Defining Healthcare Associated Pneumonia


Pneumonia in someone who. . .
Has developed pneumonia after being in hospital 2 days Was hospitalized for 2 days in the last 90 days Resident of nursing home or long term care facility (e.g. SNF) Recently received IV antibiotics, chemotherapy or wound care in past 30 days Attended a hospital or hemodialysis clinic

Etiology of HCAP
Think of MDR pathogens

Risks for MDR

Common bugs
Strep pneumo and H. flu- usually cause early rather than late infections Staph- worry about MRSA Gram negative bacilli
Pseudonas aeruginosa E. coli Klebsiella Acinetobacter- if you suspect this then consider ID consult and utilize full barrier and respiratory precautions

Treating HCAP
Empiric antibiotics should be different classes than recently prescribed antibiotics

Recommendation for empiric therapy

Empiric treatment of HAP- early onset and no known risk factors for MDR

Empiric treatment of HAP

Recommendation for empiric therapy


Therapy can decreased to 7 days unless the infection is proven to be Acinetobacter or Pseudomonas

The DACR paged you and the report is . . .


60 yo male with pancreatic cancer who received gemcitabine 8 days ago presents with fever. On exam, T is 101.8, HR is 94, RR is 18, BP is 128/64. Exam is largely unremarkable. On labs his WBC is 0.8 with % neutrophils of 50% What do you think?

Neutropenic fever
Fever (single oral temperature >101 or >100.4 for greater than one hour) in patient with ANC < 500 or in patient who has ANC <1000 with suspected nadir of <500

Epidemiology of Neutropenic fever


of patients who have ANC <500 and fever have established or occult infection 1/5 of patients who have ANC <100 have bacteremia

Problem with neutropenia


They may not act infected
Patient with cellulitis may not have erythema and induration Patient with pneumonia may be without a radiographic infiltrate Patient with meningitis may not have pleocytosis in CSF Patient with UTI may not have pyuria on urinalysis

Initial workup
Blood cultures Urine cultures Sputum cultures CXR

Etiology
Gram positive cocci account for 60-70% of proven bacterial infection in these patients

Low risk vs. high risk

Empiric therapy for high risk patients

Antivirals
Should be used if signs and symptoms of HSV or VZV are present to heal portal of entry for bacteria

Duration of therapy

Fever resolved in first 3-5 days

Persistent fever in first 3-5 days

Colony-stimulating factors
Not routinely recommended for therapy Consider in patients who are severely ill or who have documented bacterial infection, persistent neutropenia and are not responding to antimicrobial therapy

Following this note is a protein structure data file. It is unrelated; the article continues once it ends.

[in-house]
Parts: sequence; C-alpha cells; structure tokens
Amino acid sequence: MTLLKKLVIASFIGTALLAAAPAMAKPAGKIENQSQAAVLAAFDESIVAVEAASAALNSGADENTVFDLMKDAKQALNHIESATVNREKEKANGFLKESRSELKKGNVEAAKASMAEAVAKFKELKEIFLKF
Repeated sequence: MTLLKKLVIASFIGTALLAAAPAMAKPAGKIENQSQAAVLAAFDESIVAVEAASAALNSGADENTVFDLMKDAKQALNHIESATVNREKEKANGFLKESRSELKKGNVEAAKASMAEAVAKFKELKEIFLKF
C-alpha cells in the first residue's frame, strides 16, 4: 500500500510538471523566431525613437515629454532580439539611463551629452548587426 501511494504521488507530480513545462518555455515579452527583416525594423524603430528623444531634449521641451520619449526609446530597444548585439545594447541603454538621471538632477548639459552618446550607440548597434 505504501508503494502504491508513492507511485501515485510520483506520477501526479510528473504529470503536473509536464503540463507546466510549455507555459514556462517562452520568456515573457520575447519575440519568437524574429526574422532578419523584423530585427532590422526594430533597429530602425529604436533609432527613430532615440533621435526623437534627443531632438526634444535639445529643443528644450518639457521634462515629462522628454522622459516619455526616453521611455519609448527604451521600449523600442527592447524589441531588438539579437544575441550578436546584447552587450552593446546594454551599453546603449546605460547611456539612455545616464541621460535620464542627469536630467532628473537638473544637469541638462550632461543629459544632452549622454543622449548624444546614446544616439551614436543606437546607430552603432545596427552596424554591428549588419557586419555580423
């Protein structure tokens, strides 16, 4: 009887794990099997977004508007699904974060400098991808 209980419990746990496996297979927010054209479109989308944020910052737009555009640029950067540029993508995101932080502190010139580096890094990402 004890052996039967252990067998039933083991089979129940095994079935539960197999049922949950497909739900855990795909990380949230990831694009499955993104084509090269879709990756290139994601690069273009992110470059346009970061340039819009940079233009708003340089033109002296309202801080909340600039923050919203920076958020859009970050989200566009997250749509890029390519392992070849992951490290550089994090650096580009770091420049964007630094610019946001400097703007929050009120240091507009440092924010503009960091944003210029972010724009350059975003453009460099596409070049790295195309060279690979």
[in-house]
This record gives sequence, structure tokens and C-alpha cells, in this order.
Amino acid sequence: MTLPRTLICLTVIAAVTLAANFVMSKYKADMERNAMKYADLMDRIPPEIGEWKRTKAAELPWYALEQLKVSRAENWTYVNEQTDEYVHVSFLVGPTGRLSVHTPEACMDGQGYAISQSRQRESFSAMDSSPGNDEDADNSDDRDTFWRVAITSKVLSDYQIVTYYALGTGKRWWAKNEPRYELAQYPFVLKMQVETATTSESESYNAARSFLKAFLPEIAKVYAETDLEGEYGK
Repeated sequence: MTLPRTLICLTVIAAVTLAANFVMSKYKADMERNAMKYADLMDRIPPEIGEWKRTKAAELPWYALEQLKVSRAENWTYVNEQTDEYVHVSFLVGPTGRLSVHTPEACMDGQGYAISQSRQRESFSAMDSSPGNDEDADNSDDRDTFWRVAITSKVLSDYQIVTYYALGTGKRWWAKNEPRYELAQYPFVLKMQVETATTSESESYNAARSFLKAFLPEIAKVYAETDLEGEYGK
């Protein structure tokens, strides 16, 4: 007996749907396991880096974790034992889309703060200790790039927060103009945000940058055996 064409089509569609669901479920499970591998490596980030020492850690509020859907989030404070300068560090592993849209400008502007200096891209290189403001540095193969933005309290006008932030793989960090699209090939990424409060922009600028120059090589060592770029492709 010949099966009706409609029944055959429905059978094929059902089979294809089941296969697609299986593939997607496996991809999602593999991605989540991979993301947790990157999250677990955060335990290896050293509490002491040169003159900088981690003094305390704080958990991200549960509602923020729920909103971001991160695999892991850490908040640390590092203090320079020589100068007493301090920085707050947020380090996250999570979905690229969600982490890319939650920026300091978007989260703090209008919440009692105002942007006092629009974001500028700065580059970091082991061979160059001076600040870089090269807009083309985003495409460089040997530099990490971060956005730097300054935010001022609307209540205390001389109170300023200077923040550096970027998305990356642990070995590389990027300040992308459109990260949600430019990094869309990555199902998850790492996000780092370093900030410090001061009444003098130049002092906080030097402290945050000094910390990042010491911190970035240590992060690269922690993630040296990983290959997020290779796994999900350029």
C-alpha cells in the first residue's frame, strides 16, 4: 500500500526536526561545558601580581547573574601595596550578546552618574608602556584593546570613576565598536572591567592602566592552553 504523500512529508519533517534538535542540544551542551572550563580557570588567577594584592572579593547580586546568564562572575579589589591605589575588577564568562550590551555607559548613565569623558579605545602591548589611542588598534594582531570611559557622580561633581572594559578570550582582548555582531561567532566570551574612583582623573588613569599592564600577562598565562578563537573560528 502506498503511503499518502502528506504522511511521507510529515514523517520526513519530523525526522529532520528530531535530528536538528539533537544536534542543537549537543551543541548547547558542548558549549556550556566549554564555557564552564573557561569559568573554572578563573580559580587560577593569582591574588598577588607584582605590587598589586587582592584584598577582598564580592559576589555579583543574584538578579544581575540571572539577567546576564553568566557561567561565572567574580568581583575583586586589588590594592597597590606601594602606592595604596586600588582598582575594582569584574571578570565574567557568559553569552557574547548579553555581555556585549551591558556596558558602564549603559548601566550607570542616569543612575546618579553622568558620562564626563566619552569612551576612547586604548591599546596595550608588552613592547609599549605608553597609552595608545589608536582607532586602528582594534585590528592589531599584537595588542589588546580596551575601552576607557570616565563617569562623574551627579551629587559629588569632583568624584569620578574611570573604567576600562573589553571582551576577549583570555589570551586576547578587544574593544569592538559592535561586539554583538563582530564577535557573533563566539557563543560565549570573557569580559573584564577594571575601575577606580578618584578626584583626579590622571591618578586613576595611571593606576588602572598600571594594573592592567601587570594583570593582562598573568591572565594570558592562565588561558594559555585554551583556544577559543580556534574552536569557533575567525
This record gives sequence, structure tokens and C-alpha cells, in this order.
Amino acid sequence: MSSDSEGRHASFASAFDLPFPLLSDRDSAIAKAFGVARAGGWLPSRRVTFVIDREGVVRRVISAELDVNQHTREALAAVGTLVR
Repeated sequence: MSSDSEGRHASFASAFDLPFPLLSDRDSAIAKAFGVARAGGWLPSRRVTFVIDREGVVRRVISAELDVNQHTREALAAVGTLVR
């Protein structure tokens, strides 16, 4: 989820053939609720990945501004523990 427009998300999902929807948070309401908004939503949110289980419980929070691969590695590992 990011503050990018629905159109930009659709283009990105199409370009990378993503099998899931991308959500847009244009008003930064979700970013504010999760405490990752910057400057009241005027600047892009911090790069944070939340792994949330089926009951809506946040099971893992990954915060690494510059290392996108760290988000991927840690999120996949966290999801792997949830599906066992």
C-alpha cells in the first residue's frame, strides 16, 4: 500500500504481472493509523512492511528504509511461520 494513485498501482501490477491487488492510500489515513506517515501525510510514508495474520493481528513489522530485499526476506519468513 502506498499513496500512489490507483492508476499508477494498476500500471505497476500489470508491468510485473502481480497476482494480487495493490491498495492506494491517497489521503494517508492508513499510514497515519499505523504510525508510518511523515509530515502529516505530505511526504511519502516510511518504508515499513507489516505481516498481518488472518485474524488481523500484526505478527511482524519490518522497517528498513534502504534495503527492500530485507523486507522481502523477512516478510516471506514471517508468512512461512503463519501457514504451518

Uh-oh
Your patient that you are treating for HAP begins to have profuse, watery diarrhea!

C. Diff Infection
Clostridium difficile is the most common infectious cause of healthcare associated diarrhea in the United States
3.4 to 8.4 cases per 1000 admissions

Suspect C. diff
What do you order?
C. diff toxin assay from 3 separate stools Fecal leukocytes

Spectrum of disease
Asymptomatic carrier state
3% of healthy adults 16-35% of hospitalized patients

Antibiotic associated diarrhea


Accounts for 10-25% of cases

Colitis without pseudomembrane formation


60-75% of antibiotic associated colitis

Pseudomembranous colitis
90-100% of antibiotic associated pseudomembanous colitis

Fulminant colitis- 1-3% of patients


May lead to ileus, toxic megacolon, perforation and death

Pathogenesis- 3 hit theory


From Cohen and Powderly

Figure 44.1 The pathogenesis model for hospital-acquired Clostridium difficile -associated diarrhea (CDAD).]

Risk factors associated with Clostridium difficile


Risk factor Specific antibiotics -Clindamycin -3rd generation cephalosporins -Fluoroquinolones Increasing age Use of proton pump inhibitor Gastrointestinal surgery Length of stay >7 days Feeding via NG tube Admission to intensive care unit Comments Cefazolin OR=3.5 Levofloxacin OR=2.1 OR=2.8 for age >71 OR=2.1 OR=7.9 OR=2.3 OR=2.8

Treatment of clostridium difficile


Stop offending antibiotic
Leads to resolution in 15-23% of patients

Antibiotics - similar efficacy with resolution in approximately 93% of patients


Oral metronidazole 500mg TID Oral vancomycin 125mg QID as second line treatment

Avoid anti-motility agents


Leads to ileus and toxic megacolon formation

Supportive measures

THE END